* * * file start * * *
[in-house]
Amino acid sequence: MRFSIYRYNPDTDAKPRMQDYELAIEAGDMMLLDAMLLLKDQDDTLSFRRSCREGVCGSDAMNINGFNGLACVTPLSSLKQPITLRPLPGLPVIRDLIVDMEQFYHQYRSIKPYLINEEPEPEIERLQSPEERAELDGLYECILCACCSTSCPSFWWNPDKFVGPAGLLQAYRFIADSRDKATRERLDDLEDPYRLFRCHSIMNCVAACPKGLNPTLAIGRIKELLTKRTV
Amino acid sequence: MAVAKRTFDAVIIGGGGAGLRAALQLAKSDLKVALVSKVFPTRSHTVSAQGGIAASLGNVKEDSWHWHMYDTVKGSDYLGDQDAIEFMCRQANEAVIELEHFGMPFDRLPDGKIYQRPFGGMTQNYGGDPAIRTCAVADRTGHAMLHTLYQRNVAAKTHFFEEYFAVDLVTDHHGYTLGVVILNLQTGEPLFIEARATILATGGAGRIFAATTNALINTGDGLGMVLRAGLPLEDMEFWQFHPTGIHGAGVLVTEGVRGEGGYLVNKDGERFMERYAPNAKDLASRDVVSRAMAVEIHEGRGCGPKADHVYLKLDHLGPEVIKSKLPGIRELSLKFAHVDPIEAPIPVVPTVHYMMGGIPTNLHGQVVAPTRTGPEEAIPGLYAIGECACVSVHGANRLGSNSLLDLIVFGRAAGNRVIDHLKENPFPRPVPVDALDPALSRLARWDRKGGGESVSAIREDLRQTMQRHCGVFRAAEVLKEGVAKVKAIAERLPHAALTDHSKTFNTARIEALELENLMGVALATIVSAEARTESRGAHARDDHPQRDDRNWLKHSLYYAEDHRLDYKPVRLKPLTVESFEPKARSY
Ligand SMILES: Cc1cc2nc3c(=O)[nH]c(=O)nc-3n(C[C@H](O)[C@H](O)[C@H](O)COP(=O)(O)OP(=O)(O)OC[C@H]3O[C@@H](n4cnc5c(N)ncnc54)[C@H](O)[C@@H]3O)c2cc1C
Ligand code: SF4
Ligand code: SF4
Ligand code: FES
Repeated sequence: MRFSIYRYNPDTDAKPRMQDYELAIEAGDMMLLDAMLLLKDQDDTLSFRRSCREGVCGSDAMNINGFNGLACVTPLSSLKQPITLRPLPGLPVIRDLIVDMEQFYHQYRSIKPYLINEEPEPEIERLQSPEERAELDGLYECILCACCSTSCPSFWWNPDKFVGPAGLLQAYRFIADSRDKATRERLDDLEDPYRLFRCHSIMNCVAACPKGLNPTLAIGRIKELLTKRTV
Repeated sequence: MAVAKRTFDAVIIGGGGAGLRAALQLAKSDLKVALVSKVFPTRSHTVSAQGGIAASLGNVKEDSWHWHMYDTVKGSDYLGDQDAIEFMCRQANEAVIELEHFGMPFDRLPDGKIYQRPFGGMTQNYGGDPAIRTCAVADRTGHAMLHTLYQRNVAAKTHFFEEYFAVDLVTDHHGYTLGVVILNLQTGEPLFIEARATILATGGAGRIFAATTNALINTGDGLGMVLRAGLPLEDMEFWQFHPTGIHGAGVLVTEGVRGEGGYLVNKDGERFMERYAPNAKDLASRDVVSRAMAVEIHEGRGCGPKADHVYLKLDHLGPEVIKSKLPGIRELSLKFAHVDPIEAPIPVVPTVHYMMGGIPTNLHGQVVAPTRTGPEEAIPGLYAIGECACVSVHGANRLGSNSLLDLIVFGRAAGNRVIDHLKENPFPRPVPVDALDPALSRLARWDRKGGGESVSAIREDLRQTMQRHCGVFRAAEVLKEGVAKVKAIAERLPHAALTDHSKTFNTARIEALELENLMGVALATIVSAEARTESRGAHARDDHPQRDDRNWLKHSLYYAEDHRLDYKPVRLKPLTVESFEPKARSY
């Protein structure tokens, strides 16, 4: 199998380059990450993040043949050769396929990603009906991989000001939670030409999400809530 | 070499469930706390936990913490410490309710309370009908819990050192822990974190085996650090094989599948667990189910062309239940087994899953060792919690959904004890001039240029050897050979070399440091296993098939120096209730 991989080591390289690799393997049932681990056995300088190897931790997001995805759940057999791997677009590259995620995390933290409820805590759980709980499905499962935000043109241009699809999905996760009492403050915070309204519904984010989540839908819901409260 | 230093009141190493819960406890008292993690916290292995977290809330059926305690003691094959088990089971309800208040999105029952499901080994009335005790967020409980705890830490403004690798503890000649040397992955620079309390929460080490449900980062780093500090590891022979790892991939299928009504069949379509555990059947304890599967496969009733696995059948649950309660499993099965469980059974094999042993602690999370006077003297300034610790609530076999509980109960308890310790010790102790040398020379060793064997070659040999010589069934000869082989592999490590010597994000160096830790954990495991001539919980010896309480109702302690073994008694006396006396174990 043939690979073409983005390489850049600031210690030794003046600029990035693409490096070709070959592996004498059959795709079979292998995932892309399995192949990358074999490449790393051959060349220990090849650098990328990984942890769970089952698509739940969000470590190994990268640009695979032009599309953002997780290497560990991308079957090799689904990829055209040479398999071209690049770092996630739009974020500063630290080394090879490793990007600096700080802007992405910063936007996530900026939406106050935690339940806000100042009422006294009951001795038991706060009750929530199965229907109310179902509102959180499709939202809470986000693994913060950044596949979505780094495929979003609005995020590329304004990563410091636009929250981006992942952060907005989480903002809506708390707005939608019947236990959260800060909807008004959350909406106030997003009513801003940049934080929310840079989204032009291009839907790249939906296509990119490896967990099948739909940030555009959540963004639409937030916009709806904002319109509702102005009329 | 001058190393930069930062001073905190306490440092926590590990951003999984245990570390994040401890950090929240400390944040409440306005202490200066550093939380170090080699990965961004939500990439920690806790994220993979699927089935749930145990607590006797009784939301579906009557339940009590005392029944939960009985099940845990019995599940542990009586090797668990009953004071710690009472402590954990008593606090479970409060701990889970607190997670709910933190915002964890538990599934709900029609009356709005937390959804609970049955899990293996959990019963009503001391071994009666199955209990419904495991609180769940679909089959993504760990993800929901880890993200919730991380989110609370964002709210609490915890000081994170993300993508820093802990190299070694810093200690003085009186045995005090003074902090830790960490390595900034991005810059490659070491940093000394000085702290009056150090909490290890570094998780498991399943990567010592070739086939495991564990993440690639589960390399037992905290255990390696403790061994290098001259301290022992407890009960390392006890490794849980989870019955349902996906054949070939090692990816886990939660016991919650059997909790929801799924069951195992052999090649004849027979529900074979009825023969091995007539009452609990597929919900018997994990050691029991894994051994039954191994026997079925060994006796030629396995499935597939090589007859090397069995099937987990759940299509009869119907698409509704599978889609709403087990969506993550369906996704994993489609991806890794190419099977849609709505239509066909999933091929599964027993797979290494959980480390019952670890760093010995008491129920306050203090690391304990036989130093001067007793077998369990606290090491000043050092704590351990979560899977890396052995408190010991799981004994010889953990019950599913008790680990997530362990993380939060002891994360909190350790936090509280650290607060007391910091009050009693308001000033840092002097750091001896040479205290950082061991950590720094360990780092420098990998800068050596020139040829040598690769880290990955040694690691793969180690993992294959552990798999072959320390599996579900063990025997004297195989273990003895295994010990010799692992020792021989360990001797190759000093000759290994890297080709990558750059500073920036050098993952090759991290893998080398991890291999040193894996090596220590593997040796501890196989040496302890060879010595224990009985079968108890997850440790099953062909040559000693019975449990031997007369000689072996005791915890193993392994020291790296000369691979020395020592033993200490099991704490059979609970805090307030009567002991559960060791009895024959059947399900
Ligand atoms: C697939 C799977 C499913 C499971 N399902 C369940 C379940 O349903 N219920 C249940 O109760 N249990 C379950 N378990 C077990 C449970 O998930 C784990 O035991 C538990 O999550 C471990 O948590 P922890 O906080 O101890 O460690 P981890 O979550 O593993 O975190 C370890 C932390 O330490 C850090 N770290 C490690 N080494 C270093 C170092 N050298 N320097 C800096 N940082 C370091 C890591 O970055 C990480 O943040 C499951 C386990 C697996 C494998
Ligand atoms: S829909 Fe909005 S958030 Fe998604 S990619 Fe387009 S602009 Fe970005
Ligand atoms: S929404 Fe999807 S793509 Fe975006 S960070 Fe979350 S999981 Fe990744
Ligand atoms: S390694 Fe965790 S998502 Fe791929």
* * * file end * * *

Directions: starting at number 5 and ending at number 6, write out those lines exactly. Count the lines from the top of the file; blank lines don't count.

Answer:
Ligand code: SF4
Ligand code: SF4